As we seem to have to learn time and time again, looks do not tell the full story. Some people may be bigger because of genetics or environment, medication, hormones, and of course, past traumas such as abuse or depression. I for one know I am “bigger” because I denied myself food in the past. I know I am bigger because my body fears falling into “starvation” again. I know a craving so unbearable that it keeps me awake at night until I eat exactly what I crave. I know a body that resists the smallest bit of hunger by fighting back after so much past denial of food. And I know I am the one who chooses to eat when I do, but I also choose my freedom by doing so. And by learning to love my body, I sit down at last and enjoy my food. I sit and listen to my body instead of bingeing in front of the TV—and that is because I love and respect myself enough to do so.
The comments posted below the Body Image video suggest that once someone changes how they look, they will be happy. But clearly what the commenters fail to realize is that the woman who changed her body for the body competition still did not love her body. It was not about physically changing her body, but learning to love herself as she was—no matter where she was on the scale.
At a smaller weight, when I was eating “clean,” I would not receive ridicule because I “looked” the part, even though I hated my body, binged in secret, and felt worthless without being the fastest runner.
That, my friends, is not the definition of health.
When we face ourselves in the mirror, and hate what we see because of what has become of our bodies out of anger or abuse or hurt, we have to come to accept our past and the strong people we are today because of it. We may be bigger because yes, we may have binged or ate poorly, but if we learn why we did this, and how to love ourselves and find peace within, we will want to eat healthier as well. Acceptance is not about saying “hell with it” and stuffing ourselves with junk all day because we now have an “excuse” to be “lazy”; it is allowing ourselves to accept where we are, and be willing to feel just as happy with ourselves if we always stay this way (physically) even if we do eat healthy food. But healthy eating habits, healthy exercise routines, will not come as easily until we are more forgiving of ourselves and loving of our bodies.
THIS is why we must love our bodies first. THIS is why we need the Body Image Movement. THIS is why it is not as simple as “eat less, exercise more, eat healthier.” The binger binges because she does not love herself. The purger purges because he does not love himself. The anorexic restricts food because she does not love herself. You want to tell these people to “just eat healthy” or “just eat less and exercise more”? The answer is not so simple. Because no matter who we are or what we look like, just as “just be happy” will not cure depression, “eat less and exercise more” will not fix our body image.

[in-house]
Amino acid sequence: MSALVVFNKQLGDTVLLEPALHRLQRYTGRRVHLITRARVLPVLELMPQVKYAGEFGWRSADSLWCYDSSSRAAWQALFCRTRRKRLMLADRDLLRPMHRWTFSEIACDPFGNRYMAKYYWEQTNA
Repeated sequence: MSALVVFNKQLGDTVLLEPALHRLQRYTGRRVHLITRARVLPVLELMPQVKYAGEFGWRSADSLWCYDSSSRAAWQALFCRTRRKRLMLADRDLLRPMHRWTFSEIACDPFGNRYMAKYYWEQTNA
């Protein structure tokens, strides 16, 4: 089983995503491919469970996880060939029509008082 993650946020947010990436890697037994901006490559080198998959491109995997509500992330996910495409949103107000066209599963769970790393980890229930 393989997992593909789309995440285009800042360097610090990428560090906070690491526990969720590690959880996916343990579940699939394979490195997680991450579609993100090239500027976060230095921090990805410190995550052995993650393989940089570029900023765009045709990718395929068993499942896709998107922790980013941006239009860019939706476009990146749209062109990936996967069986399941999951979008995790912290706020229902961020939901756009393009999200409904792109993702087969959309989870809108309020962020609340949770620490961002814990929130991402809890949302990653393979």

True health is not perfecting our food choices or embarking on a regimented exercise program; it is learning to love our bodies enough to respect what we put into them, cherish the food, and exercise because we desire to move and feel the burn of incoming strength. Who is to say these people cannot love their bodies here and now because they don’t fit what YOU say is healthy?
The true disease that our nation faces is not obesity; it is the shame, hate, and ridicule that perpetuate it.
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Mother-Daughter Dynamic

I feel that it’s fitting to write a post about my lovely mother just in time for Mother’s day. I’m of course not going into what she did “wrong” in “contributing” to my eating disorder, as obviously that would not be quite a great mother’s day gift, and also because any of the comments she’s made over the years–especially before she even knew what I was dealing with–were mostly only harmful to me because I interpreted them that way. In other words, as my therapist would say, it was the eating disorder talking when my mother made a seemingly insignificant comment (to the non-eating-disordered listener).
Months ago I watched a video clip on YouTube of an anorexic being interviewed by a reporter. When the anorexic revealed her daily food intake, the reporter mistakingly commented by saying, “Well that’s actually more than I thought it would be!”
I stared, shocked. The reporter had no idea what she had just done, but I knew instantly how the girl must have felt hearing that. I knew the girl’s internal thoughts, but I also knew that the reporter had expected to see something like only a half an apple a day, instead of the (still) measly portions the anorexic was allowing herself.
There is a love-hate relationship between the eating disorder where you don’t want it, but all the same you hold it dear to your heart–and even though you know you must eat more or eat less. hearing a comment about food like that is gut-wrenching.